Brothers living in fantasy rugby land

Most of us have had them: Those eureka moments down the pub with your buddies when the beers and creative juices begin to flow and answers to everything, from world peace to the meaning of the universe, suddenly seem within easy reach.

Michael and Bart Storan have been those guys. Where they differ is the fact that they followed through on their lightbulb moment. It started as just two brothers and fantasy sports enthusiasts deciding to take a punt. Where it ends remains to be seen.

Their idea? Fantasy Rugger.

OK so they weren’t the first to alight on that concept, but they are confident that they have taken online oval ball strategising to lengths that haven’t been seen before and the approaching Rugby World Cup marks a seminal moment in their idea’s development.

Michael Storan moved to London some years back to pursue a master’s in economics and he was working for a leading independent provider of strategic market research when the fantasy rugby idea became an itch that he just had to scratch.

“I was there three years and thinking what the next step would be and thought, ‘let’s take a punt on this’. This is full-time for me. Over the last couple of months, I’ve been doing bits and pieces here and there to keep the wolf from the door and just building this up.”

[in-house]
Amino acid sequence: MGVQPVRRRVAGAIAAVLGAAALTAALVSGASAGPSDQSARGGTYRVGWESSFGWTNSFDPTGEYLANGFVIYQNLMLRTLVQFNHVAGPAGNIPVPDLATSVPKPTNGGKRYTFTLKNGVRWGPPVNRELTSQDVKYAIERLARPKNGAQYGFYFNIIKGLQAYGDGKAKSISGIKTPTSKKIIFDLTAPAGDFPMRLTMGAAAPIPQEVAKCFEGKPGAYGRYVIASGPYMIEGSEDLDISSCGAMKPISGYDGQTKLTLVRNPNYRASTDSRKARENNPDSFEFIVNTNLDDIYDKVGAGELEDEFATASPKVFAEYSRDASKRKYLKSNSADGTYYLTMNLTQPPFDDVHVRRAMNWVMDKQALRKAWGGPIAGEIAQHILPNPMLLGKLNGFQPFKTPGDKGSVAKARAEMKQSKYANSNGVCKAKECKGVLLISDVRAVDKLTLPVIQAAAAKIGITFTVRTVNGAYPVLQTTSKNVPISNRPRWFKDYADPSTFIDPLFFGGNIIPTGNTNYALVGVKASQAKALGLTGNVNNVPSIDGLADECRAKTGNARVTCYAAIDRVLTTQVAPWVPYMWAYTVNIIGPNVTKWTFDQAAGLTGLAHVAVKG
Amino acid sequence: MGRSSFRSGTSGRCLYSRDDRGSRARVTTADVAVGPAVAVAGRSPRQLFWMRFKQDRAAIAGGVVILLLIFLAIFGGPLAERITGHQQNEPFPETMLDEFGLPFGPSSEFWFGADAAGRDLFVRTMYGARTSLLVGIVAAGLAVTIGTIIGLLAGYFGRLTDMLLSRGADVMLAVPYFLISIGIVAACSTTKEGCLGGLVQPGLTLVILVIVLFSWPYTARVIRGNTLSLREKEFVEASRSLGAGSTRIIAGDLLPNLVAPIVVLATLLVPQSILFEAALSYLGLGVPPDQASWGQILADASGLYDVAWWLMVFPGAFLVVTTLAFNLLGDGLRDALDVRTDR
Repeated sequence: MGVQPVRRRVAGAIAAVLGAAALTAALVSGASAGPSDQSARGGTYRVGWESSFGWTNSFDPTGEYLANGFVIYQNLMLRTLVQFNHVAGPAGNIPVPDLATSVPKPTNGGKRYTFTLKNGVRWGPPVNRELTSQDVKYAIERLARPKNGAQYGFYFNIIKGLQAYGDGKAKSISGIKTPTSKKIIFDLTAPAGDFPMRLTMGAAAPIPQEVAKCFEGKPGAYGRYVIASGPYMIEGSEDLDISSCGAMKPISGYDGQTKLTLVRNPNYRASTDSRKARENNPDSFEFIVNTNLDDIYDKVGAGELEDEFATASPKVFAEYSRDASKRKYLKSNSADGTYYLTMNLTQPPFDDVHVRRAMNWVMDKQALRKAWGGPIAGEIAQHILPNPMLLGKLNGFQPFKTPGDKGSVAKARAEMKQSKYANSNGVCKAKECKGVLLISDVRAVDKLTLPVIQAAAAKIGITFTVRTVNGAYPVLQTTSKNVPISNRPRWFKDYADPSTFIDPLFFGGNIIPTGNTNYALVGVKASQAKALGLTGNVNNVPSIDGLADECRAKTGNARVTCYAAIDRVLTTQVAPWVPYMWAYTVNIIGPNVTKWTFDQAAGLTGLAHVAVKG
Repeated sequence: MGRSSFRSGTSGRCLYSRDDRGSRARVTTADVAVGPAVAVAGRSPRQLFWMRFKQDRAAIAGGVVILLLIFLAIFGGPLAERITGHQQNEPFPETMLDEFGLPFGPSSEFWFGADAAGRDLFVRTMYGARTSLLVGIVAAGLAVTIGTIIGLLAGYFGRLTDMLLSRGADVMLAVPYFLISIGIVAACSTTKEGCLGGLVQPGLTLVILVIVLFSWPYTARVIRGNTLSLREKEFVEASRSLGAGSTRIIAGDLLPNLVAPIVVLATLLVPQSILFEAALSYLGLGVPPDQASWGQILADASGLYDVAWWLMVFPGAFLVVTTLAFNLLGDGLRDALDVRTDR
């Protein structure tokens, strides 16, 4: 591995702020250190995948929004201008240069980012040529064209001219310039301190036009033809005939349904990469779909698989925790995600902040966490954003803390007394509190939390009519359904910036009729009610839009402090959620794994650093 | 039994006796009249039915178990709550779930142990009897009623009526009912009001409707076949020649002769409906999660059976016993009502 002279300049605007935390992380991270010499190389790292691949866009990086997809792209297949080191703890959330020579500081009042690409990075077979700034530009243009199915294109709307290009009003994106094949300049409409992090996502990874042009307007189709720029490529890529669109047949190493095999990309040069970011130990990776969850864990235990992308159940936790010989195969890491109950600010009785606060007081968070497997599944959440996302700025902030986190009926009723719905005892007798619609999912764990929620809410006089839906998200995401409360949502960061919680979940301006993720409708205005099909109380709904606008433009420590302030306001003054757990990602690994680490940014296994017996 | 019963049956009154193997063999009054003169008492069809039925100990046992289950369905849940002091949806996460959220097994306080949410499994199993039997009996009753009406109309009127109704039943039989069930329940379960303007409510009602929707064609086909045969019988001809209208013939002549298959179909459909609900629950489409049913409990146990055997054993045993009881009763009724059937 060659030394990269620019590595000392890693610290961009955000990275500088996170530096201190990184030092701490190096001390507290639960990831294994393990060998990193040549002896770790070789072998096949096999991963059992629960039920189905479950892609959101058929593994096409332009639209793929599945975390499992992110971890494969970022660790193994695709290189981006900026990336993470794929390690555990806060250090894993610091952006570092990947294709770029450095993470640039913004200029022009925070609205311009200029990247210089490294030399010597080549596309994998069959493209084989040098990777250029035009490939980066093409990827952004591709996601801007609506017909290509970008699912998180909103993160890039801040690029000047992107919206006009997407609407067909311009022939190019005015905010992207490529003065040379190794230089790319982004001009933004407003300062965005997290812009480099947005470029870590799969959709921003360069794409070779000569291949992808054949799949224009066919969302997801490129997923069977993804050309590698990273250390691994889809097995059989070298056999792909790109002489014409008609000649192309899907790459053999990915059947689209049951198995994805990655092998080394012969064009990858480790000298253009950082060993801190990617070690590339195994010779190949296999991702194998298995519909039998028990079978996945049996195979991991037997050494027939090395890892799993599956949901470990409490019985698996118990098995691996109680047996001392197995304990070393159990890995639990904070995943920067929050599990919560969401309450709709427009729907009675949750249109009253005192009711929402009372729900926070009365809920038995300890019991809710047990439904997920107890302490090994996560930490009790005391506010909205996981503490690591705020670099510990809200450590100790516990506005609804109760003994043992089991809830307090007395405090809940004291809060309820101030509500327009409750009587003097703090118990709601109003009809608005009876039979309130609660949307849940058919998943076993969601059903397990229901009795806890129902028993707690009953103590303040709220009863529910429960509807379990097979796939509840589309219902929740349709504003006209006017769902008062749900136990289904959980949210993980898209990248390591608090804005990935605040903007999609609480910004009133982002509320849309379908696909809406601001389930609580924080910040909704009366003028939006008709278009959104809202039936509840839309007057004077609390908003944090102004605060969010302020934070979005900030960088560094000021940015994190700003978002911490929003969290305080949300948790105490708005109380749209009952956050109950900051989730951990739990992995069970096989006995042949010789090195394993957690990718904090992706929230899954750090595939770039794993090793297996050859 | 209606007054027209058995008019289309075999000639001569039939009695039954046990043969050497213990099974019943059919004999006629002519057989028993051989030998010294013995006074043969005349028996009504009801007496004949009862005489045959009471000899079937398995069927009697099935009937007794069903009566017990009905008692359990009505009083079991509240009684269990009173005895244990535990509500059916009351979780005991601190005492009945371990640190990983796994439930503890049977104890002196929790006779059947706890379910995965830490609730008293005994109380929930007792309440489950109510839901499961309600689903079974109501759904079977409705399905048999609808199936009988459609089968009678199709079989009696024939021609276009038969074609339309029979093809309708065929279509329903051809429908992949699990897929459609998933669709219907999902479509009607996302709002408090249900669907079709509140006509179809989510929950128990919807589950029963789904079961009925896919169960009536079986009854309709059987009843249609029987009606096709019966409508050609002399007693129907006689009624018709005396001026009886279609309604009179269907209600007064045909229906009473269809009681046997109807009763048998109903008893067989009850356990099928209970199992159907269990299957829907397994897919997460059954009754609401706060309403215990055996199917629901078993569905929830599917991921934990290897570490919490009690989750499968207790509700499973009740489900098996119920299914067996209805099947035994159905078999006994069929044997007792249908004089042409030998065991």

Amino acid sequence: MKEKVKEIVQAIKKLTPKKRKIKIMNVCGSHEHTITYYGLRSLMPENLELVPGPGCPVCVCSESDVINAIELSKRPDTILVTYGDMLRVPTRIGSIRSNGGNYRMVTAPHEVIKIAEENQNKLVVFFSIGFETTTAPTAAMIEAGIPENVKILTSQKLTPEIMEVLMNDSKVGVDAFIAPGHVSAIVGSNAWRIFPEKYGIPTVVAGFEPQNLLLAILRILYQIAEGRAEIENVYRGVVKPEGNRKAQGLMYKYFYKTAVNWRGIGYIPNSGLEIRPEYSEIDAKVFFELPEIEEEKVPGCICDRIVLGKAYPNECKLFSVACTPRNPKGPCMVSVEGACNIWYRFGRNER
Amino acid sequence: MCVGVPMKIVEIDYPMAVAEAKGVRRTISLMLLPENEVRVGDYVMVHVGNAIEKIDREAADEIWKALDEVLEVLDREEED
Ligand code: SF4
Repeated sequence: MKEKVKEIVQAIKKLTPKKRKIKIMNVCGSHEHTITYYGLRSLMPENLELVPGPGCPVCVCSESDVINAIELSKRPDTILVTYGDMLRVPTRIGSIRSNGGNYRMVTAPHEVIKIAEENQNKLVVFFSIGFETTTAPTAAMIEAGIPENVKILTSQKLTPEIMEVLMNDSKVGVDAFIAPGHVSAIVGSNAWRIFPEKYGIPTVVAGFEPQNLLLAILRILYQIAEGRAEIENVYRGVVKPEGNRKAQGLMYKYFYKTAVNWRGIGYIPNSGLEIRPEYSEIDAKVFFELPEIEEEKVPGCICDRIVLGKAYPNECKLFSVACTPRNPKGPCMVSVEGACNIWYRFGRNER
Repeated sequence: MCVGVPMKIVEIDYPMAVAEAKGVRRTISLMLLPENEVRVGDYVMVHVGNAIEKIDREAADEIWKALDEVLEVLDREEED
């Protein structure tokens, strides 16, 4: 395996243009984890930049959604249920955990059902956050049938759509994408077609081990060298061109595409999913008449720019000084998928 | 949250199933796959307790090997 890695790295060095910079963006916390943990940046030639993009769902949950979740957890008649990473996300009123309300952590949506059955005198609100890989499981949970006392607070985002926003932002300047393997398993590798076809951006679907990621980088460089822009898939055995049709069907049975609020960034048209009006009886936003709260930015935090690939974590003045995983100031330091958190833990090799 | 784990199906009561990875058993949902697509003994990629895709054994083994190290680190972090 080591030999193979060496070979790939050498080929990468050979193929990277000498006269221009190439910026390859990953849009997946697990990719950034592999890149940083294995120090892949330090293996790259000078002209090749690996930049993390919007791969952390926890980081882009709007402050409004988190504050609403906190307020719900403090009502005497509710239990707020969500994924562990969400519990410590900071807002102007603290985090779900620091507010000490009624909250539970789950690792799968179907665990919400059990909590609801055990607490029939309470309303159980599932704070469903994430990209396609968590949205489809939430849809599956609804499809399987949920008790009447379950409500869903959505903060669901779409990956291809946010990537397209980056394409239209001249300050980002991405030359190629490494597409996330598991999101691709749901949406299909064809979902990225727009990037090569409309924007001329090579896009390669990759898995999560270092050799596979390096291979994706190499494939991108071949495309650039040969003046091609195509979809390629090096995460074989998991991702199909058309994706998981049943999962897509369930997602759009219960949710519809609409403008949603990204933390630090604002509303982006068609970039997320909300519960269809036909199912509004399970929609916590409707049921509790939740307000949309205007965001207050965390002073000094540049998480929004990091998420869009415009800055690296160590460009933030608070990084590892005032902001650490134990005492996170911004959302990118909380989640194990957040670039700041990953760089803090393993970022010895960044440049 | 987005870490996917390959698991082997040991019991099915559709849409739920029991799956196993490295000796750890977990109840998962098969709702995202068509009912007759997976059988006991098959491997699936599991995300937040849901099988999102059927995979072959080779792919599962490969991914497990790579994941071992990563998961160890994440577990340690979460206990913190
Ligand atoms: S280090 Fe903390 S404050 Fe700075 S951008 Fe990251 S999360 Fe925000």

Michael is chief executive, his brother Bart works in digital marketing and is handling that side of the operation, and a chief financial officer has been brought in to keep watch over the in-demand credit card. In total, six people are now devoting much, if not all, of their time to it.

Earlier and existing fantasy rugby games were frustratingly basic, like Ataris in an iPhone age. Players could choose a Dan Carter and five wingers and rack up the points with little merit afforded to intrinsic matchday metrics such as turnovers or rucks hit.

Fantasy Rugger has tried to incorporate all that, to offer an experience more representative of the game and one with the added complication of salary caps and other squad limits built into the framework to make the user really think about their choices.

“We are all from a sporting background and we all played Fantasy Football and NFL and felt they were brilliant. The one in the Premiership takes account of defenders getting clean sheets and midfielders scoring goals. Assists.

“We were thinking it was great that there was all these rugby stats out there, but rugby is a very different game. The (fantasy) games out there were just rewarding tries and assists. Everybody was just picking Tommy Bowe, George North, Jack Nowell, or whatever.

“We thought, ‘why doesn’t this happen?’ So it started with us thinking if there was anything we could do and then we just got carried away with ourselves. It was great fun. We were gathering all the stats that we could and we put them into a game that actually makes a bit of sense.”

The legwork involved has been astonishing.

To do it they needed stats — and lots of them. Opta were the only people they knew who had them and they won’t sell their mines of information to a fantasy sports operation. So there was nothing for it but to compile the lot of it for themselves.